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Chord Nerd Tip #14: How to Play Banjo Without a Banjo Part 2

Posted by Banjolio on Tuesday, October 7, 2014

like this

Recently I talked about how tuning a guitar to Open G tuning lets you take advantage of all your banjo knowledge and technique on a guitar. Now, let’s take another approach.

A very commonly used banjo tuning is Double-C (or capoed up two frets to Double-D). It’s mostly used by old-time players, but I’ve heard some Bluegrass pickers play some absolutely wonderful stuff in this tuning.

For those unfamiliar with it, here’s how it compares to open G:

Open G       Double-C    Double D (capo 2)

gDGBD       gCGCD       aDADE

To get from G tuning to Double-c, you lower the D string 2 frets to C and raise the B string 2 frets to C. For those new to the tuning, here are the I, IV and V chords:

If you’re playing in Double-C, then these chords are: C, F and G.

If you capoed up to Double-D, then they’re: D, G and A

The 5th string is the 5th of the key, either G or A.


Now, let’s apply this to guitar. It’s easiest to get to if you’re already in Open G. Once there you just lower the two lower D strings to C, and raise the B string to C.

Now, strings 1-4 are just like playing on banjo.

String 5, like banjo, is the 5th of the key, but a couple of octaves lower.

String 6—the coolest part of this, in my opinion—is a very low root, which is a nice addition to this tuning.

Now, the I, IV, V chords are:

They’re very similar to banjo. You can just ignore the 6th string and play it exactly as you would banjo, but with a lower drone string. Or you could take advantage of the 6th string as the drone for the I and IV chords and use the 5th string as the drone for the V chord. Or add the extra fingers as in the diagrams and mix things up.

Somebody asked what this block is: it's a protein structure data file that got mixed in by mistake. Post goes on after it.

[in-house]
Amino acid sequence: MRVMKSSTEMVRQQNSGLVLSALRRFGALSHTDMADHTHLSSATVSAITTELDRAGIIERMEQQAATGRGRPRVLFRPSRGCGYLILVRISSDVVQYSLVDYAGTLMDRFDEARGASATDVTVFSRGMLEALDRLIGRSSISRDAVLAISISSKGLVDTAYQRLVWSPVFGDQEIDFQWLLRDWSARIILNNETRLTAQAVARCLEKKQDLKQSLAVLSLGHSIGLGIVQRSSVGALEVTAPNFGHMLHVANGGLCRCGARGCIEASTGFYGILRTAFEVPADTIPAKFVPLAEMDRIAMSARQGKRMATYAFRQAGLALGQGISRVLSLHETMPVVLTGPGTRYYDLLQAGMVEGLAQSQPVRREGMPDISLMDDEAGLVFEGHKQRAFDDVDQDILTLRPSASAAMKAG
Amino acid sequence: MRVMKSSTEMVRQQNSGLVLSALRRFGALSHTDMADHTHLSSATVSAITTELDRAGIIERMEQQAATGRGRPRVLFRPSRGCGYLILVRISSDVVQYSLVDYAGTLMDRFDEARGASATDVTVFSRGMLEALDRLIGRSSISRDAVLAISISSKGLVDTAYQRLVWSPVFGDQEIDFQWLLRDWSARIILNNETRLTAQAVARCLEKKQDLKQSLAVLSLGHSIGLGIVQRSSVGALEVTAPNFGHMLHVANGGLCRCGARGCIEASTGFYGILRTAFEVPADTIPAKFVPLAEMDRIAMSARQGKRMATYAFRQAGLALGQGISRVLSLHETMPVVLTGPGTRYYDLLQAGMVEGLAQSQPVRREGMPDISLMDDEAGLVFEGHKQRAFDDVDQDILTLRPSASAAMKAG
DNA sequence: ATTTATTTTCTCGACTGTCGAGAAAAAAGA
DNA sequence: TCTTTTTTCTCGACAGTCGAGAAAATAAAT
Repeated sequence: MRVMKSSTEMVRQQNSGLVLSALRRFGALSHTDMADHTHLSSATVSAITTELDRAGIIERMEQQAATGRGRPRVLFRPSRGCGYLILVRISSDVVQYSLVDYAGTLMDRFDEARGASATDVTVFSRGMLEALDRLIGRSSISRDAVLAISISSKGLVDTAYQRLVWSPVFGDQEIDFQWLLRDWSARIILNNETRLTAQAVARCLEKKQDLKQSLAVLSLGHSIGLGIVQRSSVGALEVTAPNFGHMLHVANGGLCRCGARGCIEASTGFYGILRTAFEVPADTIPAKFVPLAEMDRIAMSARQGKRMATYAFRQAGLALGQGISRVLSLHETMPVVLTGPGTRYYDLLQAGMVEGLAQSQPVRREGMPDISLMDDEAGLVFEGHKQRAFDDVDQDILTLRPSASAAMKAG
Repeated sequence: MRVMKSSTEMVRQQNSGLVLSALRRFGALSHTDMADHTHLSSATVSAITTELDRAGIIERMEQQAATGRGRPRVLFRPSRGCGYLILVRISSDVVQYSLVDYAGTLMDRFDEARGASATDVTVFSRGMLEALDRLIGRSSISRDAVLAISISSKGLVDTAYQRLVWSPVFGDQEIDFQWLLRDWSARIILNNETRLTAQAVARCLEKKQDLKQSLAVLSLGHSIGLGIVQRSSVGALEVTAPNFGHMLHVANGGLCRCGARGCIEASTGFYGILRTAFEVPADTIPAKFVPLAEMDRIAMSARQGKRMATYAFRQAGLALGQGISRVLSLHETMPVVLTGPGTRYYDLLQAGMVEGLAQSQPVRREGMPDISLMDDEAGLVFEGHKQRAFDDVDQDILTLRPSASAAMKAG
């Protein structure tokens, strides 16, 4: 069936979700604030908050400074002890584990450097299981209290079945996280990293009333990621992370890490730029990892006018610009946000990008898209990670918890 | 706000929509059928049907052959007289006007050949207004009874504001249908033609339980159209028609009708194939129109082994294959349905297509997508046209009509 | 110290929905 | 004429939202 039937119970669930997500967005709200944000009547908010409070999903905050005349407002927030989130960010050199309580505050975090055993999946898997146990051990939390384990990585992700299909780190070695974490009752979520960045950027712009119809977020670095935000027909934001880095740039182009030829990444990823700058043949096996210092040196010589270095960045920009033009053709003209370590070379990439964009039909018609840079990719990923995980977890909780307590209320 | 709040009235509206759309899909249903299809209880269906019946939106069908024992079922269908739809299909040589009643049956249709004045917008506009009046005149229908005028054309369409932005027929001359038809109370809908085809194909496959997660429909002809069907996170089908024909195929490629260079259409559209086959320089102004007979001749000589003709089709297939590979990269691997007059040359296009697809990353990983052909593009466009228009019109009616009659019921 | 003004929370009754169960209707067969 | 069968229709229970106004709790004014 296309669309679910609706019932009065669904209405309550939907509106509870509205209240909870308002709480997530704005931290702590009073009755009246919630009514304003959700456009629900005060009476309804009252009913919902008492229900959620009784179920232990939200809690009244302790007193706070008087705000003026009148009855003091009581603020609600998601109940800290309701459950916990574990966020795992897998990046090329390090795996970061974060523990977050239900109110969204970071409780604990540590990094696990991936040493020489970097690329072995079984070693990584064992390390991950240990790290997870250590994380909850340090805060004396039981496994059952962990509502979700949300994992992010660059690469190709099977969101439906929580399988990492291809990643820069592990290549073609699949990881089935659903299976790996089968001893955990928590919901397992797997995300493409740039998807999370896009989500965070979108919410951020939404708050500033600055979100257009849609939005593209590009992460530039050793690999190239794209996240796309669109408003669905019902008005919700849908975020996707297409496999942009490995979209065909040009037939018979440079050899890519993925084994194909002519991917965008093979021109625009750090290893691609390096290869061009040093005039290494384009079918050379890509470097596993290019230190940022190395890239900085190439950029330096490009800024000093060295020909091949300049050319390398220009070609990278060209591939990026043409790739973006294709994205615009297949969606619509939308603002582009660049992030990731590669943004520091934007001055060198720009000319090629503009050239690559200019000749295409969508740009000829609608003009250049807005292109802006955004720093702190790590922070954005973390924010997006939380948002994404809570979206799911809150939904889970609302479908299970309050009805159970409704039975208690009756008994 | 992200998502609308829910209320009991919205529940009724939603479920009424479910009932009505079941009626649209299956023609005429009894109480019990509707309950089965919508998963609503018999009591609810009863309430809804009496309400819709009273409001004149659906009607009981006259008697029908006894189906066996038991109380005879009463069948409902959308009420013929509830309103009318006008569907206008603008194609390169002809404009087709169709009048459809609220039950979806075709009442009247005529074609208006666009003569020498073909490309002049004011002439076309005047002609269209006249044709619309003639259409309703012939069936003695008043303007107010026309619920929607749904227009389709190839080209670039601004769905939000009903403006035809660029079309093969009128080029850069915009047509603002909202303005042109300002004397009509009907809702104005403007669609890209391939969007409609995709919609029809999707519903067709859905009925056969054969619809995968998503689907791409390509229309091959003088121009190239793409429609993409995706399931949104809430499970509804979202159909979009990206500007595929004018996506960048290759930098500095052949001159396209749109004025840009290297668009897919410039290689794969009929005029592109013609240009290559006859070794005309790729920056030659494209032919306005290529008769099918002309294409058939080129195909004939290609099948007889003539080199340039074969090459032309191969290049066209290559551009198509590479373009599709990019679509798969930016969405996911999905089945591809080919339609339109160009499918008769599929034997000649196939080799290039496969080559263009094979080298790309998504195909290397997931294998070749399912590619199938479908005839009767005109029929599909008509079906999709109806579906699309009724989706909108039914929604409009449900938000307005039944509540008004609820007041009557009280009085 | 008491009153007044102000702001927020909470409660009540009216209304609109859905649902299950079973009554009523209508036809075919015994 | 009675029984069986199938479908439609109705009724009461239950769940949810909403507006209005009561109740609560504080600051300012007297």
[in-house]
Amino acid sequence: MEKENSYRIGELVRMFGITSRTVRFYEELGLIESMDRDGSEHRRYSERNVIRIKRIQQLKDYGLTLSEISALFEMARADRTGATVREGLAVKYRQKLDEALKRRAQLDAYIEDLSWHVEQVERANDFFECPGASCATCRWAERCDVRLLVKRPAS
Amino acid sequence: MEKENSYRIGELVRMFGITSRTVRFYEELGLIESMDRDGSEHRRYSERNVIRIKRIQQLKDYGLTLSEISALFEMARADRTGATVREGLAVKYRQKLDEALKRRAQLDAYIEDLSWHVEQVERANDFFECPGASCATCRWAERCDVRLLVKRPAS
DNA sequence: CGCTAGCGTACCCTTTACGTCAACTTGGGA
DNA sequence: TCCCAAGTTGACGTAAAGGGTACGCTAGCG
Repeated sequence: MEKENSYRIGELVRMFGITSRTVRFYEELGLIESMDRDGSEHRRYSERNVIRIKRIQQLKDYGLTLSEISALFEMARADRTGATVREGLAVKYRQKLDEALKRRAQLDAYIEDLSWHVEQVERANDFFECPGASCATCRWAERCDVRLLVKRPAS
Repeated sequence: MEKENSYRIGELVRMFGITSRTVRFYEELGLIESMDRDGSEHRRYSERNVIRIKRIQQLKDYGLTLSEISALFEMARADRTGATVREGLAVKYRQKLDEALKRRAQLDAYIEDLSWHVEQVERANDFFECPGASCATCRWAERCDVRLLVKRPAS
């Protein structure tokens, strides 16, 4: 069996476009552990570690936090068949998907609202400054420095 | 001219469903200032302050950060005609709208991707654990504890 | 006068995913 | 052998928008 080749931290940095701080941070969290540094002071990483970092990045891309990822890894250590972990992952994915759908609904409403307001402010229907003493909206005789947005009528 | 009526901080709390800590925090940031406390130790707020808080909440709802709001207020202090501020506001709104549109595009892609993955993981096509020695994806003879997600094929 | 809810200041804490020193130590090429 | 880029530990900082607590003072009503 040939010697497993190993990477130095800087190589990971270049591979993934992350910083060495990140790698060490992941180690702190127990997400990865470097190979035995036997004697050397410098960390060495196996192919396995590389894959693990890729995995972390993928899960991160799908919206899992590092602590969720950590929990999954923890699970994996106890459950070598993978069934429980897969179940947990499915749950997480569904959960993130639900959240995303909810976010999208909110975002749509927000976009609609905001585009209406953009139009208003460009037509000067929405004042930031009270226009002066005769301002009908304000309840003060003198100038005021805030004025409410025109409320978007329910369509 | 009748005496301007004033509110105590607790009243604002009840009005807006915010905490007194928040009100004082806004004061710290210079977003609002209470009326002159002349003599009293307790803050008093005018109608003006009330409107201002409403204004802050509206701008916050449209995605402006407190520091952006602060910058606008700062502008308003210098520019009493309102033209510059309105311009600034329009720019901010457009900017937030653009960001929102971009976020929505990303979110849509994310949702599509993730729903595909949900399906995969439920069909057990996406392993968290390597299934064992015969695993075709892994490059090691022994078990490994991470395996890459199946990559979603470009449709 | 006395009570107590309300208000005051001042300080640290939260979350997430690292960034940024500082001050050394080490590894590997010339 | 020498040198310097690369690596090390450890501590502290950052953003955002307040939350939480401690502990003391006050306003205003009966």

OK, what can you do with all this? Three choices: pick, strum or claw. Almost anything you can play in double-C or double-D on banjo you can play on the guitar in this tuning. Admittedly, that low C string is pretty loose and floppy, so when I claw on it, there’s a lot of clicking and percussiveness … but I like it.

Once you’ve transferred your banjo parts to guitar, you can start playing around with moving bass lines and really low melodies. Plus, there are a lot of easy-to-finger octaves that sound really good.

When I came up with this, I thought I was being so original, but I’m now pretty sure some fingerstyle guitarists have used it. Also, it’s only one string different from Steve Baughman’s Orkney tuning (CGDGCD), and one string away from the Slack Key Wahine tuning (CGCGCE).

Now, go ahead and give it a try, and let me know if you like it. Unless I get specific requests to show more about this, next time I’ll return to chord nerdity. I’m thinking it may be time to look at turn-arounds ….


Oh … if you’re really into this, then try Modal tuning on guitar ….

Michael Bremer is a writer, editor, publisher and banjo player. He is writing and publishing the Banjo GED series of instructional materials, and also writes and edits for Hal Leonard.

Banjo GED #1: Chords! Chords! Chords! teaches you everything you could ever want to know (and more) about playing chords on a 5-string banjo in G tuning.

Banjo Aerobics (published by Hal Leonard) is a book of exercises to help you gain technique and better understand the banjo neck.

Clawhammer Cookbook (published by Hal Leonard) is now available. Here's a link to it on Amazon:

Hal Leonard Folk Banjo Method is basic instruction for beginning players focusing on strumming, basic picking and accompanyment. It'll be out any time now ...


2 comments on “Chord Nerd Tip #14: How to Play Banjo Without a Banjo Part 2”

bahruse Says:
Monday, October 13, 2014 @8:26:20 PM

I'm in. My guitaring could use a new sound.

engineer43 Says:
Monday, October 13, 2014 @9:10:41 PM

I stuff my handkerchief under the strings next to the bridge to shorten the sustain. Try different thicknesses to get the sound you like.

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